Two weeks in teenage time is roughly the equivalent to 4 years, so this was BIG. She would not be allowed to do anything after school and on weekends. This was not good news. Most of your important “boy things” would happen after school and on weekends. This was the time you dedicated to phone calls and group dates and the all-important note writing. Teenagers manage to work homework in there whenever necessary, but it most definitely is an after thought.
I felt sad for Jess, but she had done this to herself. You do the crime you do the time, right? Well, at least MY life would go on as normal. During this year as an 18 year old I had a job at the mall. I loved that job. It was in retail (of course!) and I got wonderful discounts on all of my clothes. That wasn’t the best part, though. I got to check out all of the cute boys who hung out at the mall. Hanging out at the mall was what teens did before the age of texting and Facebook. That’s where you would go to meet your friends and then see if you could find other people you would like to get to know better. It was a very fun time.
One morning, just a few days into the grounding, I was getting ready for work. Jessica quietly snuck into my room and whispered, “Please don’t leave me. I don’t want you to leave me here with her.” I laughed and said, “You’ll be fine and I’ll just be gone for a few hours.” I did go into work. Restocked some inventory, answered some phone calls, rang up some sales, and visited with friends. When I got home Jess told me she had steered clear of mom and all was quiet in the house. That was a good thing.
I guess it was about a hour after I arrived home from work that my mother told us she had to run out to do some errands. She reminded Jessica that she was to remain at the house and that she was NOT to use the phone under any circumstances. Now, I don’t know exactly what happened in that one moment, but something changed. Maybe Carolynn had a vision. Maybe Jessica had given her a strange look. Maybe Jessica looked suspicious. Maybe my mom thought that Jessica would jump on the phone the minute she saw her pull out of the driveway, but whatever it was made my mother do something I’d never seen her do. She walked over to the phone and unplugged the handset from the base. I don’t mean she unplugged the phone from the wall, I mean she took just the handset and left the rest in tact. This was well before the days of cordless phones, young ones, so your handset had to be attached to the base so you could speak into it. She then walked directly over to the only other phone we had in the house and did exactly the same thing. Then, with a devilish grin on her face she took both of those handsets and dropped them down into her cavernous, yellow straw purse.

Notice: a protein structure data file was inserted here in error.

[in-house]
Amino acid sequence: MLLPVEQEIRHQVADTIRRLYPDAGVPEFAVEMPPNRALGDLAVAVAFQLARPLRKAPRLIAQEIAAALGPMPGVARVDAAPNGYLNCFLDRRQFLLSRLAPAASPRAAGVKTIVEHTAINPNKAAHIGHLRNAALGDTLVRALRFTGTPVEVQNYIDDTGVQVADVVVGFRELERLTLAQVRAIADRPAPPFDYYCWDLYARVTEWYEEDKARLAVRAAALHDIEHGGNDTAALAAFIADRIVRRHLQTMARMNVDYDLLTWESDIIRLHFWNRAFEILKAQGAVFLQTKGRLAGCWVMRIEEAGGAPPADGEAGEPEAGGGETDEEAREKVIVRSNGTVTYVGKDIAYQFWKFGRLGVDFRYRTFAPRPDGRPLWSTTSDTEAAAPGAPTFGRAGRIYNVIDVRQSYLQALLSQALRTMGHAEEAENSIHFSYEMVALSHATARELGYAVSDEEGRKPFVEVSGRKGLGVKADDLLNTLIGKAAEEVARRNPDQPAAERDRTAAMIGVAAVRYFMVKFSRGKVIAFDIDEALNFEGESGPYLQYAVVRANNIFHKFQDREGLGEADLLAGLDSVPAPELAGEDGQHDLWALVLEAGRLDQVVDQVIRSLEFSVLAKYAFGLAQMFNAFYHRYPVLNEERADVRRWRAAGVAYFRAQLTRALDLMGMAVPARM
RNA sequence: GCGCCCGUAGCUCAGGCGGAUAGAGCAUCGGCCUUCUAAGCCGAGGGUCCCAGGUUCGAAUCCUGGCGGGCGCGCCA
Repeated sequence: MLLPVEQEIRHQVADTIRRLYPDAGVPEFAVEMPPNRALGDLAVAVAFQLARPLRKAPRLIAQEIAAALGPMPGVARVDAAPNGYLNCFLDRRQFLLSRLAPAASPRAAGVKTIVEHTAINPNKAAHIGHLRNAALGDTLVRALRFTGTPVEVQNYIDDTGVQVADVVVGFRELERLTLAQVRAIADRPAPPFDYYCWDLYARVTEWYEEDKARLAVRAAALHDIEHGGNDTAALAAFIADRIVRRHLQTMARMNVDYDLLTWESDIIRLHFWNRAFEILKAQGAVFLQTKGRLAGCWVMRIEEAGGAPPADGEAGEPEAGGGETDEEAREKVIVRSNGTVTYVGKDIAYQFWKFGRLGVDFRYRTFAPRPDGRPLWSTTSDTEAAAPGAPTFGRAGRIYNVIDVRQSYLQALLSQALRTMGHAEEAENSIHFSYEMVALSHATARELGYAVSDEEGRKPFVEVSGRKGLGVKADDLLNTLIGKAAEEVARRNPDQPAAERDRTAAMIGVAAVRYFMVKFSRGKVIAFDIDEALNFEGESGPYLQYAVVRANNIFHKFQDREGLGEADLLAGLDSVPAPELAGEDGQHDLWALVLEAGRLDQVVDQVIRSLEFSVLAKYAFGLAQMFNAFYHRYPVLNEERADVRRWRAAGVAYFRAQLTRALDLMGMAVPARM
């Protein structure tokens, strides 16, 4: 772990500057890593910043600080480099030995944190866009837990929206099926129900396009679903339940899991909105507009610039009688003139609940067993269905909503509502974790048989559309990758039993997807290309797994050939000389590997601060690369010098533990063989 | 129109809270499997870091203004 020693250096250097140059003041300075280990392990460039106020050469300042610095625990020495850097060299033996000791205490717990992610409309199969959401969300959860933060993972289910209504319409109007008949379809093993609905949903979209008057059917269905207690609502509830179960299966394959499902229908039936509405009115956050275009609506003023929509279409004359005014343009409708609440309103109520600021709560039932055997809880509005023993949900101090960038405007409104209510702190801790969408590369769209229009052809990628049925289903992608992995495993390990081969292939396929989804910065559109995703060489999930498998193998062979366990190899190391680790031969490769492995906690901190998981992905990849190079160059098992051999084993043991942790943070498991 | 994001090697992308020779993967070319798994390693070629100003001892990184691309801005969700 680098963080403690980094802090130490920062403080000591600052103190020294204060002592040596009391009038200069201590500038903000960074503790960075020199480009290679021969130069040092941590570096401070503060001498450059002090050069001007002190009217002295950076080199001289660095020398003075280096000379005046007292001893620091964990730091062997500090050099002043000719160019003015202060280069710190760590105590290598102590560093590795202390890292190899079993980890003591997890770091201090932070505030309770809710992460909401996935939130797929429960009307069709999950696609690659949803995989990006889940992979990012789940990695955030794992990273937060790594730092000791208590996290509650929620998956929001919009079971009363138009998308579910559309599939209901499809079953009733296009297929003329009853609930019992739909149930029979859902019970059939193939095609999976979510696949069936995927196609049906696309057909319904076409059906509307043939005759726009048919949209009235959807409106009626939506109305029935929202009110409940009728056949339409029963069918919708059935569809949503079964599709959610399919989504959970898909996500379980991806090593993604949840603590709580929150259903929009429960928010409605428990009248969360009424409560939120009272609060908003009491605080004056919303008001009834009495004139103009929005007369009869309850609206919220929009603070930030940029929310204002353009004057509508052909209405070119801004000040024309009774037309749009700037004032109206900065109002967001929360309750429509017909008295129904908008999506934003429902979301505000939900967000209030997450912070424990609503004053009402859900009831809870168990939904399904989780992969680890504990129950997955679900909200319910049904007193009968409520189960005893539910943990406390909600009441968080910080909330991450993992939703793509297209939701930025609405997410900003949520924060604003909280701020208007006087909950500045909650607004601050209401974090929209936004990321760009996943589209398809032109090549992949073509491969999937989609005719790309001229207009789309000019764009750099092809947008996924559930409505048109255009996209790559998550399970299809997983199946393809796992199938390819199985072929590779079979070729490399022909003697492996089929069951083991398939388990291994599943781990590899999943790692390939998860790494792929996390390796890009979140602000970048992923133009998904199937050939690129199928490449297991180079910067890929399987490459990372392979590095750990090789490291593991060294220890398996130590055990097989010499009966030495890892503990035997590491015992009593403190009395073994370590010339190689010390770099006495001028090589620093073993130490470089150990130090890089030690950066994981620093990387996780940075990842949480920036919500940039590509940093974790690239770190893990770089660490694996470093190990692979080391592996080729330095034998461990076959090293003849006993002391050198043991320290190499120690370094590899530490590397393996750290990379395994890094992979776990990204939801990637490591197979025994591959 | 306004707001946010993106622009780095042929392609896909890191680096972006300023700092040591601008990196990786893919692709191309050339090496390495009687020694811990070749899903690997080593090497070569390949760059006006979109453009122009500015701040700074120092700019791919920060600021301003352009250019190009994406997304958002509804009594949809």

WHAT? WHAT?!!!! WHAT???!!!!! My mom was leaving the house and so were the phones? It was unimaginable! Is there no justice in this world? I mean, sure, Jessica needed to be punished; but I hadn’t done one single thing. So obviously, if Carolynn leaves the house then no one will be using the phone. Sure hope the house doesn’t catch on fire. Dang.
Mom left and Jess and I both were just standing in the hall with our jaws dropped. It was mere seconds later when we heard it… both phones ringing. RINGING! Just ringing away and there wasn’t one single thing we could do about it. I just knew beyond a shadow of a doubt that this very phone call would be the man of my dreams calling to whisk me away on a trip to Europe. Or, maybe it was a producer calling to offer me a role in a major motion picture. This can’t be happening. Surely this is all just a dream. The ringing continued for the duration of my mother’s errands and grew to become a sound that seemed as though it was mocking us each time it happened. “Haha! I’m ringing and you have no way to answer me! My handsets are in your mother’s purse at the Boston Store returning a sweater- haha!” It was torture.
Our mother did eventually return and all of the phones were replaced. This little routine, however, was repeated consistently throughout the next two weeks each time mom had to leave the house. I’m pretty sure Jess and I both learned a lesson during those two weeks. I would have to ask her to be certain, but I am confident that neither Jessica nor myself ever back talked Carolynn again.
Jess and I laugh often about the time mom hijacked our phones. This is just the first of many stories I have to tell about my mom. I hope you enjoyed it. Stayed tuned for more.